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Governor of Bali asks Indonesian government to stop planned geothermal project

With the strong local opposition to the Bedugul geothermal project on Bali, the local governor has now confirmed his continued opposition and certain assurances by the government in Jakarta that the project will not be pushed forward.

>In an endless story about the potential development of a geothermal project in Bali, Indonesia, the regional governor Wayan Koster has confirmed that the geothermal power plant project in Bedugul, Tabanan, will be stopped. Koster claimed to have spoken with the Minister of Energy and Mineral Resources (ESDM) Ignasius Jonan.

“In addition, related to sensitive issues related to geothermal steam power plants in Bedugul. The Minister of Energy and Mineral Resources was willing to continue, I ask him not to continue,” said Koster in his one-year remarks at an event in Bali earlier this month.

Koster also talked about his negotiations related to the termination of the construction of the geothermal power plant project with Jonan. One of the reasons for the project’s development has been the opposition to the project by the local community.

The concerns mention continue to center around the sacredness of the project site.

Koster said Jonan finally decided to stop the project. Koster then gave another regional option as a place to develop renewable energy-based electricity generation projects.

“There are other places, Sir, there are Karangasem, Jembrana, Buleleng, Klungkung where renewable energy is available. Do not give it later if the water is dead there. So it’s over, the geothermal problem does not need to be discussed. It has been agreed with the Minister of Energy and Mineral Resources. “The construction will not continue,” he said.

The Bedugul PLTP project, Bali was developed by PT Pertamina Geothermal Energy (PGE) and Bali Energy Ltd with a joint operating contract (KOB) scheme. The development of this project began in 1974 and stagnated in 2005.

Quoting CNN Indonesia, since 1997 the community in the Bedugul region has rejected the development of the Bedugul geothermal power plant since 1997. Even though exploration permits have been issued in 1996 and drilling permits for six wells have been carried out since 1997. In fact, three geothermal wells have also been exploited, resulting in the project being abandoned and having been stalled since.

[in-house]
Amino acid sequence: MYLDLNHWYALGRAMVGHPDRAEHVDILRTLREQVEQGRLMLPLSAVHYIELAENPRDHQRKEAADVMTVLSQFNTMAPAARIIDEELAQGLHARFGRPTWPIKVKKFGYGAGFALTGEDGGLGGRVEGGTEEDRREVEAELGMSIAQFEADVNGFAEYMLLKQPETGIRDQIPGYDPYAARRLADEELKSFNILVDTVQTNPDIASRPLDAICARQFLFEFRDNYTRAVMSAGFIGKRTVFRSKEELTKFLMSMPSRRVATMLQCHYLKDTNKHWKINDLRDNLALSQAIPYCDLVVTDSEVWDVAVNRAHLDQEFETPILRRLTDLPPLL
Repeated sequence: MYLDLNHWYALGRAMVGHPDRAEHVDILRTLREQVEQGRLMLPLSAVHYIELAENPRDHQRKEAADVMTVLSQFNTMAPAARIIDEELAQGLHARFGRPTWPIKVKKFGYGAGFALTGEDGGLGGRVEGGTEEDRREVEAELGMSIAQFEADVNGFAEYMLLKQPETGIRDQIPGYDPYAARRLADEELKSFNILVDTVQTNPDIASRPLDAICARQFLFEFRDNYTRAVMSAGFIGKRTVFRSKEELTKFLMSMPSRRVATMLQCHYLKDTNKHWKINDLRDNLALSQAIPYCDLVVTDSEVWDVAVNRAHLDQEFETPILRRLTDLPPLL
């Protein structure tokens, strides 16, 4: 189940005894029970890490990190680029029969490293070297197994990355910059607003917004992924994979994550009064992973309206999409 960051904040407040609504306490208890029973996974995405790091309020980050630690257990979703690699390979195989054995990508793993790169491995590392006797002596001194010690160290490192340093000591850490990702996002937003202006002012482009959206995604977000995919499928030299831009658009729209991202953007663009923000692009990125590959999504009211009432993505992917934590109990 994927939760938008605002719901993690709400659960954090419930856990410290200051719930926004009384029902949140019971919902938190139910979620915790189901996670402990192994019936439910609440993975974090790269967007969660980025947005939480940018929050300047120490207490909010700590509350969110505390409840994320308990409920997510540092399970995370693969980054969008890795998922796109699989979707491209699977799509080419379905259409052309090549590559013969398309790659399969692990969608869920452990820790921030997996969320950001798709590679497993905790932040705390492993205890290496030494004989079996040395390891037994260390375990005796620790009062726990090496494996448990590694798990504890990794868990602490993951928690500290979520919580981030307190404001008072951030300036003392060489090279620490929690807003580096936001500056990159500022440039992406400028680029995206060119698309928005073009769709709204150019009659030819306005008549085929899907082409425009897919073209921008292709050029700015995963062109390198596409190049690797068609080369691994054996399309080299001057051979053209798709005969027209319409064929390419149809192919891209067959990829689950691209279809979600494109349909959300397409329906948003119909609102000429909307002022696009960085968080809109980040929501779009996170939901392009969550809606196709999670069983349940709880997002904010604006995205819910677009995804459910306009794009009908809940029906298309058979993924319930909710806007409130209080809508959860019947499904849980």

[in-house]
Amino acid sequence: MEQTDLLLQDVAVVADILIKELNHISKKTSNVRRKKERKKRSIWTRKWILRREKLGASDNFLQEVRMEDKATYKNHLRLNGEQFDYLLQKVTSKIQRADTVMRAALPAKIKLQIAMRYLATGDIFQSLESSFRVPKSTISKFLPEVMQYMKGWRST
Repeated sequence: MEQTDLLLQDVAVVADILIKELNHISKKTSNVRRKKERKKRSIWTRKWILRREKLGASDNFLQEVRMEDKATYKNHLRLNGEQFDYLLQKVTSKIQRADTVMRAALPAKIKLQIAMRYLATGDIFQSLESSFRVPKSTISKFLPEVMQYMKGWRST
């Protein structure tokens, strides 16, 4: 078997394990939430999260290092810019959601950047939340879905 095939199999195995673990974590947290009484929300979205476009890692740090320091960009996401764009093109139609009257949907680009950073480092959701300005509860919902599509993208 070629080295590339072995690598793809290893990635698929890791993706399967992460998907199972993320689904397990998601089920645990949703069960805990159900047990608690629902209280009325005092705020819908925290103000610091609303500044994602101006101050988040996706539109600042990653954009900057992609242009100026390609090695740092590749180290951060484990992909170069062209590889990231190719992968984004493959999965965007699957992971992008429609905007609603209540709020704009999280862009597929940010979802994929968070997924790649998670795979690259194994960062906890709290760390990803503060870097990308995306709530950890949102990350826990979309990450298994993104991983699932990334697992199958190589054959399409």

Meanwhile, the estimated electrical energy that can be generated from the PLTP Bedugul is 414 MW. The Bali Energy joint contract will be completed in 2040 according to the 2004 contract amendment point, in which the government gets a 34 percent share of net operating income.

Apart from that, on August 21, 2019 the Minister of Energy and Mineral Resources and Bali Province signed a cooperation agreement to build a new renewable energy-based power plant. One of them is based on solar energy, and another to use Crude Palm Oil (CPO).

“Bali’s current capacity of around 1,300 MW until 2025 is estimated to increase to 2,000 MW. My advice is two, first, the addition is 700 MW, so 350 MW is built in the province of Bali, and another 350 MW is supplied from Java, with Java Bali Connection which is 500 kV. My hope is that the 350 MW built in Bali is entirely from new and renewable energy (EBT), “Jonan said after witnessing the Bali MoU with PLN about electricity strengthening with the use of clean energy.

Source: Finance.Detik

Commentary: This continues the endless story about this project, which is not quite understandable for outsiders. With the economic growth of Bali, mostly through tourism, the energy demand has increased and makes the power supply by cable  from Java a factor of increasing instability for Bali. Burning palm oil essentially also creates challenges, not only in the constant supply of the oil, but also emissions that would surely be an issue for the experience of Bali for tourists and the local population. Geothermal energy provides a great opportunity tapping local resources for power generation, and a clean one. Naturally, the religious implications and approach to stakeholder engagement locally is important, but it is sad to see that no consensus can be found on this project.

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